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    Denise A. Atwood
    Denise A. Atwood, ESQ., RN, CPHRM

    Once a physician-patient relationship has been established, the physician has a duty to provide care to that patient according to the standard of care and within the scope of the physician’s practice. So what happens when a patient is non-compliant with care or excessively rude to the office staff? 

    The best place to start is by getting to know your patients. Then, when a patient is noncompliant, follow up by meticulously charting the conversations, assessments, recommended treatments and follow-up appointments in the medical record. Knowing your patients will make it easier to implement the following risk mitigation strategies. 

    Risk mitigation strategies

    When dealing with no-show patients, talk to them to determine why they are not showing up to their scheduled appointments. Did they just forget about the appointment? If so, consider implementing reminder postcards or phone calls. Are they unable to find reliable transportation? For many patients that have state-funded insurance (such as Medicaid), it may be a challenge to find dependable transportation. Similarly, it may be too expensive to take a taxi to a doctor’s appointment. In some states, bus passes or taxi vouchers may be provided by the state Medicaid agency to assist patients in getting to and from doctor’s appointments. If your state offers such vouchers, make sure your patients know that they are available.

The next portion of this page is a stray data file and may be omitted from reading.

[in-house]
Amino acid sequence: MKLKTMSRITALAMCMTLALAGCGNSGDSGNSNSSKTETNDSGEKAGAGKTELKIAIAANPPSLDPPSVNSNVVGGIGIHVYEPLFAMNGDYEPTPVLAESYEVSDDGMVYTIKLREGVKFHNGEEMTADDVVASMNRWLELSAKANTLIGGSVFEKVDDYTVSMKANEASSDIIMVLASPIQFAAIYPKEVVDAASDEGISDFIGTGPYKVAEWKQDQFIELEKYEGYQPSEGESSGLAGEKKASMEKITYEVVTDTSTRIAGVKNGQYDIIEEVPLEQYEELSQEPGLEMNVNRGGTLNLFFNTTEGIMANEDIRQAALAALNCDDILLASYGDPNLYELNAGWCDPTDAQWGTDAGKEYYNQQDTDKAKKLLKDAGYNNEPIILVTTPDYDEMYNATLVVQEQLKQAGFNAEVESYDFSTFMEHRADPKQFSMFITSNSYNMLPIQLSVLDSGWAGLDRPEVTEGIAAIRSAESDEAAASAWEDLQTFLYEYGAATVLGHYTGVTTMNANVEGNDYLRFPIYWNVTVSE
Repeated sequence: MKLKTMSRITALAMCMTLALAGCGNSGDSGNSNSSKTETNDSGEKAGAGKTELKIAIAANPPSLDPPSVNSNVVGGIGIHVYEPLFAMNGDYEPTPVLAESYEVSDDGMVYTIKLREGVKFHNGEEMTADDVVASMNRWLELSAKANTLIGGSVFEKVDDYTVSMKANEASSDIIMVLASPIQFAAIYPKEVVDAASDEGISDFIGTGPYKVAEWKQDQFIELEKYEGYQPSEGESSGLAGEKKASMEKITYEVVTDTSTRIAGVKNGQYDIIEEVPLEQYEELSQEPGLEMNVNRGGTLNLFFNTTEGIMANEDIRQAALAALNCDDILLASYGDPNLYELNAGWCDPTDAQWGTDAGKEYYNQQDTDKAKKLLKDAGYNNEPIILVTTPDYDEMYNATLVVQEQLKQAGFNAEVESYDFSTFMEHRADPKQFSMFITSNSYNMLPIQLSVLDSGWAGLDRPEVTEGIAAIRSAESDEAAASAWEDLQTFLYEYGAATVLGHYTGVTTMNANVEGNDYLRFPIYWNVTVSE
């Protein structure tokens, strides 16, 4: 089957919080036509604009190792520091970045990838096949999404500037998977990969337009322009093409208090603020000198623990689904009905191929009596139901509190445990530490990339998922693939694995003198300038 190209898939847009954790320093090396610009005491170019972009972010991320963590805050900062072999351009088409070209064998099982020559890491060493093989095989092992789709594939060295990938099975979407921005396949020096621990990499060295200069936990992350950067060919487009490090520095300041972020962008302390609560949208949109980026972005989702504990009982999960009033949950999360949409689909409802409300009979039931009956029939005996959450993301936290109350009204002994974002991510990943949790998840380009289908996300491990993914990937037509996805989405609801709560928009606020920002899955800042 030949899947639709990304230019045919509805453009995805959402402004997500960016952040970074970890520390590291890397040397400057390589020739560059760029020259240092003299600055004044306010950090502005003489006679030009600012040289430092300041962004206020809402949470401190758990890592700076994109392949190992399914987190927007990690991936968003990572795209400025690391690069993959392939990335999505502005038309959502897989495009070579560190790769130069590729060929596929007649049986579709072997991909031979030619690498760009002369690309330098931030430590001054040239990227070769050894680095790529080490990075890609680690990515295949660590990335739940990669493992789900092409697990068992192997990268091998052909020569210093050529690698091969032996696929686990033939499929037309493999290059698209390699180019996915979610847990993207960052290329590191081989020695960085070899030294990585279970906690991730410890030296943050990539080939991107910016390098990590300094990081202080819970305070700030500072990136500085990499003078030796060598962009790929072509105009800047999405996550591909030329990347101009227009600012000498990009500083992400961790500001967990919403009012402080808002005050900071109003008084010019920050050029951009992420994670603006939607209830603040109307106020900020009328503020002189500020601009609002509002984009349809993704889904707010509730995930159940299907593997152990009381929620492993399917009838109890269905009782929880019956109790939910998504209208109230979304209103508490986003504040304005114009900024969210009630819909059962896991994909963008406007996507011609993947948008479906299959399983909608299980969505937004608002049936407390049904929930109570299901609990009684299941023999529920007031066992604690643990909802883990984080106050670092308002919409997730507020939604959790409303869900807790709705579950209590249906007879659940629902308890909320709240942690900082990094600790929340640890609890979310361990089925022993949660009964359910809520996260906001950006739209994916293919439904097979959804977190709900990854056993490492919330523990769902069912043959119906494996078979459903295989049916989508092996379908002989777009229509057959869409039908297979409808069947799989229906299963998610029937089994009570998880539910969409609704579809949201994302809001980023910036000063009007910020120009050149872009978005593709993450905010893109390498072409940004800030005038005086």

If anyone in the office feels threatened by a patient (either verbal or physical threats), implement a protocol to call 911.